TTUHSC’s Capitol Day Highlights the Fight for Telehealth
The TTUHSC Community brought their passion for expanding telehealth to Austin
Last month, 30 faculty, students and scientists from Texas Tech University Health Sciences Center (TTUHSC) arrived at the Texas capitol to celebrate the university’s accomplishments and promote their priorities to Texas legislators. The top item: expanding telehealth for the rural Texans whose lives could drastically improve with access to health care.
“That is our top priority moving forward,” said Smiley Garcia, Senior Director of Governmental Relations at TTUHSC. “It is an actual budget request and has been submitted to the legislature in Austin.”
TTUHSC requested $6.75 million per fiscal year and $13.5 million for the next two years for the establishment of the Institute for Telehealth Technology and Innovation. The institute will focus on three main pillars: access to care, expanding research and academics.
The successful funding for this initiative would be cause for celebration for more than just the university—it would mean a future of reliable health care for people across the state who are currently struggling to get the care they need.
Growing Access to Care
Many rural areas in West Texas provide the food, fuel and fiber that allow Texas to thrive. Yet despite its national significance, the area is predominantly underserved in terms of critical health care.
TTUHSC President Lori Rice-Spearman, Ph.D., pointed out that by continuing to expand and grow telehealth capabilities, a telehealth institute would lessen the current gap in health disparities across West Texas.
“What this ask will do is it will allow us to go into the rural communities that we support and find ways to further support them so that we can continue to grow access to care,” said Rice-Spearman. “We’ll work with our communities by going and asking them: what do you need? How can we continue to grow your access?”
Garcia explained that expanding clinical reach via telehealth is also about the Correctional Managed Health Care program at TTUHSC, which serves nearly 40,000 inmates in 27 correctional facilities across the region. This could improve health and safety for inmates and civilians alike.
“When you’re providing health care in a correctional landscape,” Garcia said, “you really want to minimize the potential transport of inmates to civilian hospitals. So we can try to take care of as much of that as possible in house.”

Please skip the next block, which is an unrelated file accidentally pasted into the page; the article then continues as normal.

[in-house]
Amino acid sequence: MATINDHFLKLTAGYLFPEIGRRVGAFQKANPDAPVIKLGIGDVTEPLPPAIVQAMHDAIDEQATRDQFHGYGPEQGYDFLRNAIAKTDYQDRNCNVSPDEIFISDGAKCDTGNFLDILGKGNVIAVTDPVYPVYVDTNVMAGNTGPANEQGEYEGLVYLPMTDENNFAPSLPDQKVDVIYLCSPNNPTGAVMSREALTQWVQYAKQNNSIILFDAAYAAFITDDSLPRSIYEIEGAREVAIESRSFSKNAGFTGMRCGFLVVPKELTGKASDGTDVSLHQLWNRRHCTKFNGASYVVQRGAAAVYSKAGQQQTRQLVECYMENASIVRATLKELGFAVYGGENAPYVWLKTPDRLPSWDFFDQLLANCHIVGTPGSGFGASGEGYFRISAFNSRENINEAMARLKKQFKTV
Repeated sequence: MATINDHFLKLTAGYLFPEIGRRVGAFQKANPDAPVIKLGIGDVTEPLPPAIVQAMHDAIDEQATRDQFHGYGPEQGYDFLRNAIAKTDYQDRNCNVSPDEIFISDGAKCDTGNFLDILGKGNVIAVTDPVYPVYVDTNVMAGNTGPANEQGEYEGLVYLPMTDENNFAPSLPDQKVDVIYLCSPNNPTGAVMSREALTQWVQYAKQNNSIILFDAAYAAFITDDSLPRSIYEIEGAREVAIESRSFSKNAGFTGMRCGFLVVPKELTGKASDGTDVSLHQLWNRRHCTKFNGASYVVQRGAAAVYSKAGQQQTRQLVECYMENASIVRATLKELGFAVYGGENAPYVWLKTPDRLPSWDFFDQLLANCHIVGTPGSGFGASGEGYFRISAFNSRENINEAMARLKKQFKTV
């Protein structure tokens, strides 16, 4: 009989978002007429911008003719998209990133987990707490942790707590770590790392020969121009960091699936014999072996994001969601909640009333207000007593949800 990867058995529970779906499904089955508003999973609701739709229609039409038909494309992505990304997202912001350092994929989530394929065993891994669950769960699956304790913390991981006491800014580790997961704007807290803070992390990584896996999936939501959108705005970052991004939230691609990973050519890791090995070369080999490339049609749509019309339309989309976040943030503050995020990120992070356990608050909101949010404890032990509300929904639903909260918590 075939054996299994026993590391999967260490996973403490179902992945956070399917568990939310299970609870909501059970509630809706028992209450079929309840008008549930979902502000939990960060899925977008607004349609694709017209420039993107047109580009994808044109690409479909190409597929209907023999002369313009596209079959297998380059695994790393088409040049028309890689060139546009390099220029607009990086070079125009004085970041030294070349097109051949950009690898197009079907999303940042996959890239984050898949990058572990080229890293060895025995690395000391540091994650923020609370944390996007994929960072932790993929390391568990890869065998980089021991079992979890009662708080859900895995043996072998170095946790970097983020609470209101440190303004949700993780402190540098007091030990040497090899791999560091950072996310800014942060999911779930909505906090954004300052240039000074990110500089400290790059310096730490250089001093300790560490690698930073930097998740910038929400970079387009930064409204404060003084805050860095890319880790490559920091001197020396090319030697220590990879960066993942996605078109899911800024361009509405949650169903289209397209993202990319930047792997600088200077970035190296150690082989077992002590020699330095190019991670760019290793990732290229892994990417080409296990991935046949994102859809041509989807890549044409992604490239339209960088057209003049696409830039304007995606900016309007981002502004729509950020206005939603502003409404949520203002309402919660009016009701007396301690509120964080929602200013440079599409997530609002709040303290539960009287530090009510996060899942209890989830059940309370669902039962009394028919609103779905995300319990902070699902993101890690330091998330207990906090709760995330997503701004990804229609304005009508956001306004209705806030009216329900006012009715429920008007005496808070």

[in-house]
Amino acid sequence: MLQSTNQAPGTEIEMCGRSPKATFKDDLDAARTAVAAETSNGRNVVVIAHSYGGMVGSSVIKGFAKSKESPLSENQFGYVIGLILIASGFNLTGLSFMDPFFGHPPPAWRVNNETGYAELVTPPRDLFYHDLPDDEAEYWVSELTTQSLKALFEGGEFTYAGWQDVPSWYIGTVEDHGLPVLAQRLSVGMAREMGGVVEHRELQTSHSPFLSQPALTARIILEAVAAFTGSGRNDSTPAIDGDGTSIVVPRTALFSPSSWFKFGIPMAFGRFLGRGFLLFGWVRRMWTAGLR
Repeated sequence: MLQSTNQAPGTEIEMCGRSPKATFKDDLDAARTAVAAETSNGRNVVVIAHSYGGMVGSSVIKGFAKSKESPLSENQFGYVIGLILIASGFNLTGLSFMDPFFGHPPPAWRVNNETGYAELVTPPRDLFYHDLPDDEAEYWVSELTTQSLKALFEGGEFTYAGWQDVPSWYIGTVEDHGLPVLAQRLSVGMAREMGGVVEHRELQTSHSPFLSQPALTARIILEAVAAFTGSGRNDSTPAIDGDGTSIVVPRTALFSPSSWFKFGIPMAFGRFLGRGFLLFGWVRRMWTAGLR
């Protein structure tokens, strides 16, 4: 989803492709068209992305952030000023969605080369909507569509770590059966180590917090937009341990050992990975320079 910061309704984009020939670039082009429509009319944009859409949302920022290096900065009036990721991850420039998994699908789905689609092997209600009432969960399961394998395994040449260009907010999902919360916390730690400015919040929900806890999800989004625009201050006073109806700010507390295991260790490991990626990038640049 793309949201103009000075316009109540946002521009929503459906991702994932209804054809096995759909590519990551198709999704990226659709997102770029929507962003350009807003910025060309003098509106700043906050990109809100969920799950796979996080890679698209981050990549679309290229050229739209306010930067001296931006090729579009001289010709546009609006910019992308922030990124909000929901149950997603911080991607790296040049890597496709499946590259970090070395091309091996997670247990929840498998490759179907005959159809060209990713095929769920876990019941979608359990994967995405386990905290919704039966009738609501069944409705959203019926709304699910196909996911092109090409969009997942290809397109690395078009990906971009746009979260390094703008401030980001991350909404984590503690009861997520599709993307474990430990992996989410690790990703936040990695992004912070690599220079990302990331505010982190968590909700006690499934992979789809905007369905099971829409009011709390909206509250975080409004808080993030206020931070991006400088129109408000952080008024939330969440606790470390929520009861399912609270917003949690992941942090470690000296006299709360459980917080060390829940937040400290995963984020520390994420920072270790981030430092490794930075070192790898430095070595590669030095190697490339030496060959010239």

Expanding the Reach of Research
By strengthening the research component of telehealth, TTUHSC can work to analyze and examine clinical efficacy and health care outcomes across the board.
“This means evidence-based research on telehealth and digital health: if it’s appropriate for treatment of certain diseases, or if it’s not,” said Rice-Spearman.
The practice of telehealth can be used for more than just a routine checkup—and the more research is put into this practice, the more technology there will be to offer.
“One thing that we have in our clinical arms is the establishment of carts and auto scopes and other things to be used remotely, so this technology goes beyond just the iPhone,” Garcia said.
Academic Endeavors in Telehealth
One of the most important elements of the growth of telehealth is ensuring the next generation of the health care workforce are trained in this field.
“We would train clinicians to be able to do and help deliver health care via telehealth,” said Rice-Spearman.
With a telehealth clinic now operational in Marathon, Texas, and TTUHSC’s unique FIT program to teach medical staff and clinicians specific-to-telemedicine procedures, the university already sees value in providing training and skills in telemedicine and the use of biomedical technology in care delivery.
By using the advancement of telehealth to benefit communities in need, this initiative can focus on the future by helping TTUHSC in educating future health care professionals about community-oriented health care. TTUHSC has already made strides in training primary care providers who understand their patients in every stage of life, collaborate within the communities and work hard to develop models of solving health care access for rural and remote areas.
Why it Matters
TTUHSC’s exceptional item request to Texas Legislature would create an institute that would not simply exist in one building.
“The institute is going to be based on telehealth hubs,” Garcia explained. “So it’s going to be in all of our communities—the hubs will be based where our campuses are.
With campuses in Lubbock, Abilene, Amarillo, the Permian Basin, and even the Dallas area, the institute will have hubs in several locations across Texas, maximizing the depth and breadth of what the institute can accomplish.
Expanding telehealth means more access for more than just rural Texans. The ability to access health care from the comfort of home alleviates some of the problems that all individuals face when it comes to receiving care: anxiety surrounding appointments, transportation problems and spreading illnesses in the waiting room.
“Health care of the future is going to be technology-enabled,” Rice-Spearman said. “Our comfort level with [technology] makes us not afraid to reach out through it.”
More information about the exceptional item request can be found at TTUHSC’s Legislative website.
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